Lenny Bacich passed away yesterday. His impact on generations of designers is huge; he was kind, strange and had a serious set of eyes on him. For four or five decades he was the wizard behind the curtain of the Pratt Institute Industrial Design program, the cultivator of talent, and the guardian of decades of three dimensional design principles which he has instilled in thousands of students. He impacted my time at Pratt, and my life, in an indelible fashion. Always youthful, inquisitive and insightful, he had a way of finding what your strengths and weaknesses were, and helped hone them into something better. He believed in his students, he delighted in life, and his life and his work were intrinsically intertwined- he loved teaching. I am thankful that he went in style; that he had a class today that he missed- he is and will be missed.
I don’t think there are many former students of Lenny who don’t ever think to themselves “what would Lenny say?” while they are making an aesthetic decision. Thousands of beautiful objects look the way they do because of design decisions made while thinking “what would Lenny say?”
First class with Lenny, Fall 1999
February. 4, 2010
Lenny preached constantly that the key to making things visually interesting is found in the two simple words “Contrast and Variety. He also told us that those two words didn’t just apply to art and design, but applied to our lives as well. He told us that he lived his life by those two words… “contrast and variety”. He surrounded himself with a great variety of people with contrasting personalities and backgrounds. He sought out a variety of different experiences and contrasting opinions. He truly believed that contrast and variety wasn’t just the key to making the world visually interesting, but that those two words are also the key to leading a life full of variety, interest and excitement. I have never forgot that final lecture of my freshman year, and continue to strive to live by those same two words.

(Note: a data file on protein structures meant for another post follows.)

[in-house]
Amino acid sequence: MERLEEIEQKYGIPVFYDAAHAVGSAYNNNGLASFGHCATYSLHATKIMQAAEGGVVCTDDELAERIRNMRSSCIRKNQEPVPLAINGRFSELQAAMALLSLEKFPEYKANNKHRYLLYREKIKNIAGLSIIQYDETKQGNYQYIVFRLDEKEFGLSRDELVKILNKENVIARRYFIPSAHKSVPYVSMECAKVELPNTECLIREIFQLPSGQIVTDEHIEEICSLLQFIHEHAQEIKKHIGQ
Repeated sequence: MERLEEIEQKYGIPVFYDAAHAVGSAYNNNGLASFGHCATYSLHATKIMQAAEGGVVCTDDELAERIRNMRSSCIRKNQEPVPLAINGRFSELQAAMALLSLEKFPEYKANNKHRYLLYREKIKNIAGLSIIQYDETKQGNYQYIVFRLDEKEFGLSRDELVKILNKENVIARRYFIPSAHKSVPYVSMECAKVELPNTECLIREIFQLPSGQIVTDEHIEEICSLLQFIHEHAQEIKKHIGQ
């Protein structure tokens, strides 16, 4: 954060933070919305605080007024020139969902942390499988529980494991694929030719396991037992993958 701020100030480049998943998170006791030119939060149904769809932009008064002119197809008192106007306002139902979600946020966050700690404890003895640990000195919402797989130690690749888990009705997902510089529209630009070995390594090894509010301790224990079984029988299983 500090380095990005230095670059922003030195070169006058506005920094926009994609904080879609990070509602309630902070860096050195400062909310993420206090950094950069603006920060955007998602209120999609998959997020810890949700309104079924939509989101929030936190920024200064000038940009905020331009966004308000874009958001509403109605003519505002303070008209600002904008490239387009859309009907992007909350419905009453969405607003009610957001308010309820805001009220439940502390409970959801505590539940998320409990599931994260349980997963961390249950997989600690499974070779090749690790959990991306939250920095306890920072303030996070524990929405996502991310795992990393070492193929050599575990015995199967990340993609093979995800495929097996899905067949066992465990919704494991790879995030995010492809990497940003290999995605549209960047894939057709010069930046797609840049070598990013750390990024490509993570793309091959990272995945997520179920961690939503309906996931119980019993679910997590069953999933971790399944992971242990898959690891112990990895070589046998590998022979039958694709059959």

When I came to Pratt my intended major was Graphic Design. I had Lenny for 3D Design my freshman year. I excelled in his class and one day he asked what I was planning to major in. I said “Graphic Design”. He said “No you’re not”. This banter went on for weeks until the day came when I had to declare my major and register for sophomore year classes. I saw him right before I went for my academic advisement appointment and he asked again, “What are you going to major in?” As usual, I replied… “Graphic Design”. He laughed and walked away. I was really intending on declaring graphic design as my major but when the academic advisor asked me I blurted out “Industrial Design”. I almost couldn’t believe it, but yes, that is what I said. I have never regretted that decision in part because I was able to spend 3 years taking Lenny’s classes at Pratt, and I wouldn’t be were I am today without that, being one of the most valuable parts of my education.
First class with Lenny, Fall 1998
February. 4, 2010
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Lenny’s Lookout for great PDF downloads
Lenny was critical to the formation of this book and I highly recommend it. Elements of Design: Rowena Reed Kostellow and the Structure of Visual Relationships
Stephen and I both felt like Lenny’s design children, as I am sure many of you did… Larry I know you did,
More of Lenny’s children…